Provident Home Credit faced additional problems as doorstep collection of weekly repayments was difficult or impossible for much of 2020. Satsuma stopped lending at the start of the first lockdown and Provident tightened its lending criteria, resulting in fewer loans being given.
2) Increasing numbers of affordability complaints in 2020
Many borrowers have had Provident loans continuously for very long periods, often increasing in size – five years is common, ten years is not unusual. An initial smallish doorstep loan often left the borrower too short of money to manage, so the loan was refinanced or another loan was taken. Too many collection agents tended to offer new loans rather than payment arrangements when a borrower was in difficulty.
When Provident loses an affordability complaint it has to refund the interest paid. Where there has been long-term borrowing, these affordability refunds can be very large.
Complaint numbers increasing significantly in 2020 as several claims management companies started advertising on social media. The number of new complaints sent to FOS shows this:
3) Legal/regulatory environment
In March 2020 FOS published a key decision on a case where a customer had 12 loans between 2009 and 2015 upholding loans 4-12 as being unaffordable. FOS uses key decisions to set out in detail why it has made a decision.
In August 2020, the Kerrigan judgment found that a breach of the FCA’s CONC rules on affordability caused an unfair relationship and that a refund of interest paid would be an appropriate remedy. This judgment is in line with the approach FOS takes to affordability complaints.
The same month, the FCA’s Review of re-lending by high-cost lenders said:
We have significant concerns that repeat borrowing could be a strong indicator of a pattern of dependency on high-cost credit and levels of debt that are harmful to the customer.
Together FOS key decision, the Kerrigan judgment and the FCA re-lending review seem likely to have dashed any hopes Provident had that its doorstep lending could continue as it used to.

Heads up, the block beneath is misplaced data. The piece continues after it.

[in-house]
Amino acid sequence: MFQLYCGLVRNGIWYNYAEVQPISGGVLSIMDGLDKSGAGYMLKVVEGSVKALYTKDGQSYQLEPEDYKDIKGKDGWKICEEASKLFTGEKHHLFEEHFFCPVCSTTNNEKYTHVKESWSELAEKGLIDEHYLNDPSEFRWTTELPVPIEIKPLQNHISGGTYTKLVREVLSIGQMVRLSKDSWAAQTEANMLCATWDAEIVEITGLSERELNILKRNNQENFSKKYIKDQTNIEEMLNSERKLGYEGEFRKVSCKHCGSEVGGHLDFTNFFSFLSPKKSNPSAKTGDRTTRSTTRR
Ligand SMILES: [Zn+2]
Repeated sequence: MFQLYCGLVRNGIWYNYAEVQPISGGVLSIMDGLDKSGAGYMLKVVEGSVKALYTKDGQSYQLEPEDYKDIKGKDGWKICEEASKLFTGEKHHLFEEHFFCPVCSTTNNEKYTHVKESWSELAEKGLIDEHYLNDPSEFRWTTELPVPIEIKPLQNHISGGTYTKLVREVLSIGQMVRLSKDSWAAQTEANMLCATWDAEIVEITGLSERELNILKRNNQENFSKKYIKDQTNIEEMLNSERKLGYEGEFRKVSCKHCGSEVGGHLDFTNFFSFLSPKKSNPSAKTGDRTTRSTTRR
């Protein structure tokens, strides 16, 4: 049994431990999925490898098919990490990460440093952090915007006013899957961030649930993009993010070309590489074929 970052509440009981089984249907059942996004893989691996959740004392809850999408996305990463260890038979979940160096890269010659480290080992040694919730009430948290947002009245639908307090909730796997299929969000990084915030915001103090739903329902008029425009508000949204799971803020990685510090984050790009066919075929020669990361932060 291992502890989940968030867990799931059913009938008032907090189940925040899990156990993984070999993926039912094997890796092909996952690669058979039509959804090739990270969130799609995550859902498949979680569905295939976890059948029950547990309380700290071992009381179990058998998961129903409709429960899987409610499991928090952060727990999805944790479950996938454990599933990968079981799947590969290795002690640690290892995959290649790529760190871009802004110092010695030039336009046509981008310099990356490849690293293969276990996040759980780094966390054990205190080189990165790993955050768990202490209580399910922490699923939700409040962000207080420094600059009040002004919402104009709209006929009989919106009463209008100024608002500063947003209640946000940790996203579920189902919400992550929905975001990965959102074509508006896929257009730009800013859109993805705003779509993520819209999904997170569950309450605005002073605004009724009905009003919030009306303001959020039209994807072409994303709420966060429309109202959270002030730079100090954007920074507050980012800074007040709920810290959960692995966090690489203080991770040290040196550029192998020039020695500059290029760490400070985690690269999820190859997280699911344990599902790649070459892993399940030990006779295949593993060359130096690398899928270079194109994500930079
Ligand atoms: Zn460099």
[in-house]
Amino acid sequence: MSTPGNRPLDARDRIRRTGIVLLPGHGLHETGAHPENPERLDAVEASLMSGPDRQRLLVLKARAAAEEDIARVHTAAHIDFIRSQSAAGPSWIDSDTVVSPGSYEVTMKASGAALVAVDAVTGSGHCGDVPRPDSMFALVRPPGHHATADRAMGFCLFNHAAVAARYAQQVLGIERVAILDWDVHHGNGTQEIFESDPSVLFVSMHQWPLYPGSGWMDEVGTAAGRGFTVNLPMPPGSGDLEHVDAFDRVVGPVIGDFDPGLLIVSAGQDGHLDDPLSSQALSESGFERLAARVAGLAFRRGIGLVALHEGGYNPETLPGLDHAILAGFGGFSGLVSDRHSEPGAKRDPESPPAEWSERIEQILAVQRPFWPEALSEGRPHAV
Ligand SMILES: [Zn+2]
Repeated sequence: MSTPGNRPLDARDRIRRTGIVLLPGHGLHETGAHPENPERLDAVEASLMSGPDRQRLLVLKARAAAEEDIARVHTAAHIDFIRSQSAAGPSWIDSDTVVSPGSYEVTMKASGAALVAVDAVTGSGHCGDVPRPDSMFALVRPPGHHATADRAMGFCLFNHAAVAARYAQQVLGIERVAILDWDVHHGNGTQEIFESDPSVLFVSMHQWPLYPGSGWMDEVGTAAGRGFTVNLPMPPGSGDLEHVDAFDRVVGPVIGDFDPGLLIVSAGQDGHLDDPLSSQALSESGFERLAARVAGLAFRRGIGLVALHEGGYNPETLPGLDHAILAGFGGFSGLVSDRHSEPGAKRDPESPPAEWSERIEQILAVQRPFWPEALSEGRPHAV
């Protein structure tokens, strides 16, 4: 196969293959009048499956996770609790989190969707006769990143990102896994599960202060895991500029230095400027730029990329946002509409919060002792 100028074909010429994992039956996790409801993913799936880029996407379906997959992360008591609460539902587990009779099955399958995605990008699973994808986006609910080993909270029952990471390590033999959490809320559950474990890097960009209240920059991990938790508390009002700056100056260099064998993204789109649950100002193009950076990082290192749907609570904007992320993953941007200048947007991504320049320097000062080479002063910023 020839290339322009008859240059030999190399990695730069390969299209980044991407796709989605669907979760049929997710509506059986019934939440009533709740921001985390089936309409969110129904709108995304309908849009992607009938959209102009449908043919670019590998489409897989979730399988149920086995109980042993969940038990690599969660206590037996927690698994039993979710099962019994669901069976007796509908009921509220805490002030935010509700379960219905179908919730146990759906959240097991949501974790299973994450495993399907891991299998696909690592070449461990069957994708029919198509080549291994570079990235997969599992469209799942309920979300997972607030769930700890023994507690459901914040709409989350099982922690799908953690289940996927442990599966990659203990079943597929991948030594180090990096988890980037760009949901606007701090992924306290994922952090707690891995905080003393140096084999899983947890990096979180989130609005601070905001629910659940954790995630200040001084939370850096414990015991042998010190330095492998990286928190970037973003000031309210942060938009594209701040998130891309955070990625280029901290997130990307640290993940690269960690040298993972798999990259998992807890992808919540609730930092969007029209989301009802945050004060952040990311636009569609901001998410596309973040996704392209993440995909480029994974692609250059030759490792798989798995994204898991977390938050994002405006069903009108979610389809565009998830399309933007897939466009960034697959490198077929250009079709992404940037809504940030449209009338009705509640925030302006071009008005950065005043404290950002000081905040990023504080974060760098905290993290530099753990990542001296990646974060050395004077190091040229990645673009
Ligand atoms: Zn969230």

Provident’s Scheme timeline
The Scheme that is being proposed has to be approved by the Court and also by the creditors that will be affected by it.
All current and previous Provident, Satsuma, Glo and Greenwood customers who took out a loan between 6 April 2007 and 17 December 2020 will be able to make a claim.
The Financial Ombudsman’s fees will also be included in the Scheme so they too will be able to vote on it.
PFG hopes the FCA will not object to the Scheme. It says:
The Company believes it will be able to resolve the FCA’s concerns (apart from their concern as regards Consumers receiving less than full value) prior to the First Court Hearing, but, if any concerns are not resolved, the Company expects the FCA to set out those concerns to the court in writing.
The proposed timeline for Scheme approval is:
22 April – First Court Hearing This decides if Provident’s creditors should vote on the proposed Scheme. The Court will consider the fairness of the Scheme. All creditors covered by the Scheme are entitled to attend – this includes all Provident customers. The hearing will be online.
June/early July – Voting on the Scheme You will be able to vote online on a page that Provident will set up.
Late July – Second Court Hearing This will consider the results of the voting and whether the Scheme should go ahead. If the Scheme is approved at this hearing it will start.
July 2021 – January 2022 There will be a six month period for customer claims to be sent in after the Scheme start date. Provident will then have to assess all claims.